Ireland fares worst in Western Europe for surgical outcomes
Irish patients have the highest risk of dying in Western Europe
October 3, 2012 By Dara Gantly
The first large-scale study to explore surgical outcomes across Europe has found that Irish patients have the highest risk of dying in Western Europe and the fourth-worst mortality rate among 28 European countries. Ireland is placed behind Poland, Latvia and Romania in the overall mortality table, published in a recent issue of the Lancet (2012;380:1059-65), but is worse off than Slovakia or Croatia.
However, within Western Europe, patients in Ireland had the worst mortality rates when compared with the UK, with an adjusted odds ratio of 2.61, followed by Italy (OR: 1.70), Belgium (1.65), Portugal (1.43), and France (1.36).
Overall, national estimates of death following general surgery have been too optimistic, the study noted. New estimates generated using a snap-shot of death after surgery in more than 46,000 patients from 500 hospitals in 28 European countries indicate that overall crude mortality is 4 per cent, which is more than double previous estimates.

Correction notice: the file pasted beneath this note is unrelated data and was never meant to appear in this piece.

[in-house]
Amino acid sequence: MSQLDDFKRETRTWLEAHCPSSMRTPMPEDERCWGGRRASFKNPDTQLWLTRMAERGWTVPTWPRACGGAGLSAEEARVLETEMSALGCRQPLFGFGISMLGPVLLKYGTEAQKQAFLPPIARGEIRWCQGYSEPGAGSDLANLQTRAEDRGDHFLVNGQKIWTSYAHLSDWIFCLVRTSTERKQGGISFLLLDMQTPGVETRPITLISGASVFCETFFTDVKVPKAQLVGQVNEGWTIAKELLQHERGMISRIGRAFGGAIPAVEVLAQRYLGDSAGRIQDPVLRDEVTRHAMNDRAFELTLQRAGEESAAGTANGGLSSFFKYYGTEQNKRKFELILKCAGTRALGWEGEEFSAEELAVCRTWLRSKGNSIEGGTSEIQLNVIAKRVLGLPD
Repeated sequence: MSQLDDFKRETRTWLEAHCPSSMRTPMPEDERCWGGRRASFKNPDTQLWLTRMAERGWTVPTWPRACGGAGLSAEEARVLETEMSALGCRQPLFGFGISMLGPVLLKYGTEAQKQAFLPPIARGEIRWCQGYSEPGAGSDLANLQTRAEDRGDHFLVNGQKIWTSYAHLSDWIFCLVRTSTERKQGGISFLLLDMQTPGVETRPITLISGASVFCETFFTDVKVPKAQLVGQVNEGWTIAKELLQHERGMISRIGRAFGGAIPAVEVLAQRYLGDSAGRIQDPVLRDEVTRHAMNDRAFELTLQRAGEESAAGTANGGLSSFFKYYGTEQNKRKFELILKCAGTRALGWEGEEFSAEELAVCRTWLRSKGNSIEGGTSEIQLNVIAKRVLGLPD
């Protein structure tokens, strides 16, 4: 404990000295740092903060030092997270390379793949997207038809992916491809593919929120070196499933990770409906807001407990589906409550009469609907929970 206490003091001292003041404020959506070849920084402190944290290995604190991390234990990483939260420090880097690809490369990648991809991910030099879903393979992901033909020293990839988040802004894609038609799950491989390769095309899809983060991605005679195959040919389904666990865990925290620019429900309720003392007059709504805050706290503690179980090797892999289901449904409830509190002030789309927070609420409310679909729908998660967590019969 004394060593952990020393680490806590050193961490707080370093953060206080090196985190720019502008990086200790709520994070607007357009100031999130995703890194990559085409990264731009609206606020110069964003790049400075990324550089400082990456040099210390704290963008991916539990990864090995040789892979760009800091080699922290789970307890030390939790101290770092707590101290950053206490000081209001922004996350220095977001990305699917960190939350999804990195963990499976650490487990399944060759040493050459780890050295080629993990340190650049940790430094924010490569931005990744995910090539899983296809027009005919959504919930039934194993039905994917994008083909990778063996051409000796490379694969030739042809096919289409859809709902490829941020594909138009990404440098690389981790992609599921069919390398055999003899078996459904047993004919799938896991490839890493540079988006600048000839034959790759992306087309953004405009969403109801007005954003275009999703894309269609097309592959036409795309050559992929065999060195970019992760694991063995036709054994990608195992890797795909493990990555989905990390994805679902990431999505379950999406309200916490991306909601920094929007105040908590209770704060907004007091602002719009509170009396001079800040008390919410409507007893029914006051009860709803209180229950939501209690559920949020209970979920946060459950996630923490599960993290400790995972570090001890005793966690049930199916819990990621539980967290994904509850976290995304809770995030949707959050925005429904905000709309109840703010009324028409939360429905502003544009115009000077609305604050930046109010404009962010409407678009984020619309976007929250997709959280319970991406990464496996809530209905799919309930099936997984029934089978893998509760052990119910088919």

In the UK, the mortality rate was 3.6 per cent, well above the highest previous estimates of between 1 and 2 per cent. Ireland recorded a rate 6.4 per cent.
Of the 856 Irish patients studied, 66 were admitted to critical care (7.7 per cent) and 55 died in hospital.
Lead author Dr Rupert Pearse from Queen Mary, University of London, stated that nearly three-quarters of patients who died were never admitted to intensive care: “Failure to allocate critical care resources to patients at greatest risk of death is a serious public health concern for patients undergoing surgery in Europe.”
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